“I’ve never been a big Zuckerberg fan,” Mr. Biden said. “I think he’s a real problem.”
Mr. Biden also called for the end of the legal shield Mr. Trump targeted recently in his executive order. The vice president said Facebook’s inaction demonstrated the need to revoke the law, known as Section 230 of the Communications Decency Act, which shields them from most liability for the content they host.
Behind the scenes, the campaign had continued to negotiate with top Facebook executives and lobbyists, according to letters obtained by The Times. In April, senior campaign officials wrote Brian Rice, the top Democratic lobbyist for Facebook, with proposals to improve fact-checking ahead of the election. The campaign called for Facebook to fact check new political ads two weeks ahead of the Nov. 3 election, and to restrict campaigns and candidates from sharing content already deemed false by third-party fact checkers.
On May 26, the campaign manager, Jen O’Malley Dillon, wrote a letter to Mr. Zuckerberg to again push for changes to political speech policies and noted that often content by super PACs is checked only days after it has been posted and gone viral, even though it contains misinformation. Mr. Zuckerberg didn’t respond, though Facebook did.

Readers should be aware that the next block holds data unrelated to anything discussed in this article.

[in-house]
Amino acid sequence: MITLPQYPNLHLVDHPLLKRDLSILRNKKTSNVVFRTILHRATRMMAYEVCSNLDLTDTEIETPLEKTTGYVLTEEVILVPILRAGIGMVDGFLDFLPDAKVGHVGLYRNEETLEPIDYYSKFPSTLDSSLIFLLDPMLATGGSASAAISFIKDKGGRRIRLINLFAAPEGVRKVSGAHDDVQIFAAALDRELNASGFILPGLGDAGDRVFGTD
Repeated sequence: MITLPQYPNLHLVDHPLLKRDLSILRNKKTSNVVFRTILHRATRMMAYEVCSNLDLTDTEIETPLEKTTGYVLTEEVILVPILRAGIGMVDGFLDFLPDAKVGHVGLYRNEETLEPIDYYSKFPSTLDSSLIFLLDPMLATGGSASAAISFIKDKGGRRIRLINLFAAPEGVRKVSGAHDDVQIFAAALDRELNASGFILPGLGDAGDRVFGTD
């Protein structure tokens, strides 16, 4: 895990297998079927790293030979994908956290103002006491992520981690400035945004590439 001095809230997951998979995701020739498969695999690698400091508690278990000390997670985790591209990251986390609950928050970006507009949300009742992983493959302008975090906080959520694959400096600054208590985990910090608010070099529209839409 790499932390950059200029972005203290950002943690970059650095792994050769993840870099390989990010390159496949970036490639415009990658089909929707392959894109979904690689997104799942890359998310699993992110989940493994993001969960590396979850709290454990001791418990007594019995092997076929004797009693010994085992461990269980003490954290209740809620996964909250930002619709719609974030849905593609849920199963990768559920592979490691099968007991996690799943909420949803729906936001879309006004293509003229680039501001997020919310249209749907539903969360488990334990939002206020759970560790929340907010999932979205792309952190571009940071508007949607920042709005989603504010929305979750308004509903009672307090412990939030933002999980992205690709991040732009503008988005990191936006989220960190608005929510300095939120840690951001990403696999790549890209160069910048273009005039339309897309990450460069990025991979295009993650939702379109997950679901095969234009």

The campaign decided to take its fight public after Mr. Trump’s posts in recent days. He falsely claimed that mail-in ballots would lead to voter fraud. And his warning that “when the looting starts, the shooting starts,” startled people on the campaign.
“You seem to carve out an exception for Donald Trump that permits him to abuse your platform because he is the president,” Ms. Dillon wrote in a separate letter on June 5 to Nick Clegg, Facebook’s vice president of global policy and communications. “But it is surely clear that precisely because Donald Trump is the president, these abuses take on major significance.”